Encyclopedia of Shinto
詳細表示 (Complete Article)
|カテゴリー1：||2. Kami (Deities)|
|カテゴリー2：||Kami in Classic Texts|
|Text||[Ame no minakanushi no kami] (Kojiki)
Other names: Ame no minakanushi no mikoto(Nihongi)
According to certain of the myths relating the unfolding of heaven and earth, Amenominakanushi was the first kami to come into being in the Plain of Heaven as a "solitary kami" (hitorigami), and to hide his presence. Also counted as one of the zōka sanshin ("three kami of creation") and one of the five kotoamatsukami ("separate heavenly deities"). Amenominakanushi is found at the very beginning of Kojiki, while only appearing in an alternate version within the fourth "alternate writing" quoted in Nihongi.
No mention is made of this kami's activities, and he was not worshiped at any known ancient shrines, with the result that he is considered by some as a kami of abstract character and produced under the influence of Chinese thought.
Kogo shūi states that Takamimusuhi, Kamimusuhi, and Tsuhayamusuhi no kami were all offspring of Amenominakanushi, while Shoku nihongi claims that he was ancestral kami of the Nakatomi clan, and fragmentary records of the Ise no kuni fudoki state that his twelfth-generation descendant was Amenohiwake no mikoto; Shinsen shōjiroku likewise claims him as one of the ancestral deities of certain naturalized clans.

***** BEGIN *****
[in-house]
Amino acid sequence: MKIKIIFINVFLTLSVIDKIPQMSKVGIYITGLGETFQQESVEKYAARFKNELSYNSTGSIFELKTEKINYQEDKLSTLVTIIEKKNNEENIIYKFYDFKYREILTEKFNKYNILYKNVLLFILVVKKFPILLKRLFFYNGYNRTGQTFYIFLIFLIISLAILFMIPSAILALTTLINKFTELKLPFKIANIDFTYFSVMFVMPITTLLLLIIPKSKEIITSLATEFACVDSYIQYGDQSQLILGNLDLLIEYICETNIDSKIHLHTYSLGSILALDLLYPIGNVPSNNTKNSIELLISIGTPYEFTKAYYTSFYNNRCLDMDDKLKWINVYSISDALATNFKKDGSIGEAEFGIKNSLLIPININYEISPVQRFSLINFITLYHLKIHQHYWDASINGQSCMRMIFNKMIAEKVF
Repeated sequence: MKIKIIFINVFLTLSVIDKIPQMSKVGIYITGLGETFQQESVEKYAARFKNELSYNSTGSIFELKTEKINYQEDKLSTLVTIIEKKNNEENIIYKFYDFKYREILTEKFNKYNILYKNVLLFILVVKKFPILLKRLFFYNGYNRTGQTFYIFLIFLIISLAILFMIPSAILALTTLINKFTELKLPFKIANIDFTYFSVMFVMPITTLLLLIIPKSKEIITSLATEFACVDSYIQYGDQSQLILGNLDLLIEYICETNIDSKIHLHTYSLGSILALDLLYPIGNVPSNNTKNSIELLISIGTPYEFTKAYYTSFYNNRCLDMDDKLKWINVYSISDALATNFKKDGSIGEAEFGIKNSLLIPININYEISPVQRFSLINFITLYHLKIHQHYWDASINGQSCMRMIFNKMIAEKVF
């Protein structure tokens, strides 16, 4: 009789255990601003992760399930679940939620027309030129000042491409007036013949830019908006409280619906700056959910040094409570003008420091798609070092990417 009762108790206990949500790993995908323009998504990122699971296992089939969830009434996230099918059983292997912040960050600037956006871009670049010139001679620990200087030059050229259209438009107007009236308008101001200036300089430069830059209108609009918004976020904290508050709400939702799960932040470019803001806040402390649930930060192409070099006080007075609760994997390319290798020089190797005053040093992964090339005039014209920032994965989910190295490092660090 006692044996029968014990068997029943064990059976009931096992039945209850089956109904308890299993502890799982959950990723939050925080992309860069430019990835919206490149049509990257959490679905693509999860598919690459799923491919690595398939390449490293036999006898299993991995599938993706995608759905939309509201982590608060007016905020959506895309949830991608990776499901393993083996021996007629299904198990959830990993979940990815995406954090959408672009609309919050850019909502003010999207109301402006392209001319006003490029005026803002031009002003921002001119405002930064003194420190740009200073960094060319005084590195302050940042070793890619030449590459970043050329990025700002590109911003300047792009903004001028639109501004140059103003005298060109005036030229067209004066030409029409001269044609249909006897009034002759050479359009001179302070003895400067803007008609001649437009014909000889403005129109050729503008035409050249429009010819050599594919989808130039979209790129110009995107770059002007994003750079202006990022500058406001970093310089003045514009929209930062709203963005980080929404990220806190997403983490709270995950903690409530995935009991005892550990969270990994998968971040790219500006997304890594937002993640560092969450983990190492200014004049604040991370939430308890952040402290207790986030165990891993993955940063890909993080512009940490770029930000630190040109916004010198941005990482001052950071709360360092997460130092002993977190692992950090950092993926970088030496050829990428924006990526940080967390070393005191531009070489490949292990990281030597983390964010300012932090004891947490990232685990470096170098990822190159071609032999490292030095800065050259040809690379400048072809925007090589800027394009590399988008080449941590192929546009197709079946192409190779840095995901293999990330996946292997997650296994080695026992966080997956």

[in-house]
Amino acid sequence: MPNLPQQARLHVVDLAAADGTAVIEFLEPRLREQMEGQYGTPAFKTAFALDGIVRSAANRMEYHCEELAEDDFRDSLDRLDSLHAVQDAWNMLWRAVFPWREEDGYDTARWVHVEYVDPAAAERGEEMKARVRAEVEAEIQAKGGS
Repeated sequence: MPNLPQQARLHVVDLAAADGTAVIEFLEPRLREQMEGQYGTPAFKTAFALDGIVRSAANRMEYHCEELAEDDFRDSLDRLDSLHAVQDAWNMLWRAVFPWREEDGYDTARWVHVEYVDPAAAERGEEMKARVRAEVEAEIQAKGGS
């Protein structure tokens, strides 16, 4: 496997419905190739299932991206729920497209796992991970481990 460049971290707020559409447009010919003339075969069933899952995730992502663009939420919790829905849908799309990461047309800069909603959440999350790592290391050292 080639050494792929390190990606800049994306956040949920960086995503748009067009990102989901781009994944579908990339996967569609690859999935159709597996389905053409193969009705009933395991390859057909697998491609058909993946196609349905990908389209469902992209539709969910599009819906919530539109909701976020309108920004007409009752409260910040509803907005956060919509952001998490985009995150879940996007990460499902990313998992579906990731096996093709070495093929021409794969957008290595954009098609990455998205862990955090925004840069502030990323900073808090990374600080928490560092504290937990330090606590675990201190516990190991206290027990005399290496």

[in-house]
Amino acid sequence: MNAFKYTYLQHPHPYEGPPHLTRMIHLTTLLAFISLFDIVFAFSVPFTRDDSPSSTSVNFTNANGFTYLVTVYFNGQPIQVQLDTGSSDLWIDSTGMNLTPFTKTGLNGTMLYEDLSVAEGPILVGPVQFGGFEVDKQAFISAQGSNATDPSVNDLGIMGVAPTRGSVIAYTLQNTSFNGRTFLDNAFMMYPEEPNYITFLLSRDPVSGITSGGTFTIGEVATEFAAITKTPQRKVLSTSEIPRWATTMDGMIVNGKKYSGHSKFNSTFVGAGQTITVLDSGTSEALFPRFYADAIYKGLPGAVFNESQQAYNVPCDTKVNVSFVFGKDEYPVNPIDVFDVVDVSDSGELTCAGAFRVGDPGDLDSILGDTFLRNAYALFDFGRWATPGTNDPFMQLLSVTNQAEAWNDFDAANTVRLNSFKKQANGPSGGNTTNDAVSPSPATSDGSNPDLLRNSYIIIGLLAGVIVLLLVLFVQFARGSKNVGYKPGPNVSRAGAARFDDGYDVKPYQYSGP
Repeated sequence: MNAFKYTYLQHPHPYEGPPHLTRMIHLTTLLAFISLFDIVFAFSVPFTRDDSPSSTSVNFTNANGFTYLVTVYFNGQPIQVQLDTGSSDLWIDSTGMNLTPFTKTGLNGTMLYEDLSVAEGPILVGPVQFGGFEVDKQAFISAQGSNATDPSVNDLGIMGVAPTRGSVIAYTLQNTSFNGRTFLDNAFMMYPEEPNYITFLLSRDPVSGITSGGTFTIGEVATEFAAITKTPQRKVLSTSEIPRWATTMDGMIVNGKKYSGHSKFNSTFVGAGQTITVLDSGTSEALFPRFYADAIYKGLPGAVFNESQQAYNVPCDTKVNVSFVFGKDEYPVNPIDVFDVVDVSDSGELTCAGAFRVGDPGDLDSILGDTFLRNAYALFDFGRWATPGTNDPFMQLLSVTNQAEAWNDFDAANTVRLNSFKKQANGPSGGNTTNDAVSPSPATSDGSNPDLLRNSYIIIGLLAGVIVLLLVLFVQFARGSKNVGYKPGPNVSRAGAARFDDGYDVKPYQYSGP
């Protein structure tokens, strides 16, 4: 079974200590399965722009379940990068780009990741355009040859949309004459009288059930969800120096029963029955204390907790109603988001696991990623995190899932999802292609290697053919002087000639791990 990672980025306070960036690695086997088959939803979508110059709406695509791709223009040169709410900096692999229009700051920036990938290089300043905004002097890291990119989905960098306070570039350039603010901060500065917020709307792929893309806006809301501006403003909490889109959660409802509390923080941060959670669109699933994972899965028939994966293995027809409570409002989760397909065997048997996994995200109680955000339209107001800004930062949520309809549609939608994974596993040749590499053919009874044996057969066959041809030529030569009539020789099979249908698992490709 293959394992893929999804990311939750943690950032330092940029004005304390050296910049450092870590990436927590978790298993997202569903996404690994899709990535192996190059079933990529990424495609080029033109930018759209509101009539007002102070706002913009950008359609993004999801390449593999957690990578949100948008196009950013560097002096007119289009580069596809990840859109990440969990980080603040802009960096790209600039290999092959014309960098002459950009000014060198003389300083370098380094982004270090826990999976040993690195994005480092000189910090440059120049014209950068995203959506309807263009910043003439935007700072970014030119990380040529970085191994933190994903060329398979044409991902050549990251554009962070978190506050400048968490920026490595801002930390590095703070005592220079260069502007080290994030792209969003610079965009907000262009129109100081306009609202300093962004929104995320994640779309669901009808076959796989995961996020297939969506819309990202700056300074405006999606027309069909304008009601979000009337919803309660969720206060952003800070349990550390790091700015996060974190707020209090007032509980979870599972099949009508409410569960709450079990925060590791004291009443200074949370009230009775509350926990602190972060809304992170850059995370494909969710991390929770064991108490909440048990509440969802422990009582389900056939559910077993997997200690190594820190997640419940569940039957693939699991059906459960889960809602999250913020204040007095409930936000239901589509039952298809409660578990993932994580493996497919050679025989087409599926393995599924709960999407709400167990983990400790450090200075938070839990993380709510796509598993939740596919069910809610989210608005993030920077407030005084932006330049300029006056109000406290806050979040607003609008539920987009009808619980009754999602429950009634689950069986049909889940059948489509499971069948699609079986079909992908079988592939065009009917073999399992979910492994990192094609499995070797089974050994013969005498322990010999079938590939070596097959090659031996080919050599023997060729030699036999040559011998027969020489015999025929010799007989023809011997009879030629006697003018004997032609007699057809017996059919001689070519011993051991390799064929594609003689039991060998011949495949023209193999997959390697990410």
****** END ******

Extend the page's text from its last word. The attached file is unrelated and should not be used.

Until the medieval era, Nihongi was considered preeminent to Kojiki, and reference to Amenominakanushi was solely in terms of his role as one of the primeval kami. As students of National Learning (Kokugaku) began to place greater emphasis on Kojiki, however, Amenominakanushi came to be more widely appreciated, and his significance was reevaluated. Hirata Atsutane, in particular, propounded a theology wherein Amenominakanushi was chief kami of the seven major stars of the constellation Ursa Major. As a result of this influence, Amenominakanushi was made a central deity at the Daikyōin in the early Meiji period, and he was worshiped within sectarian Shinto (kyōha Shintō ) as well. During the process of separation of Shinto and Buddhist objects of worship (see shinbutsu bunri), the deity Myōken (the north star) was changed to Amenominakanushi at many shrines.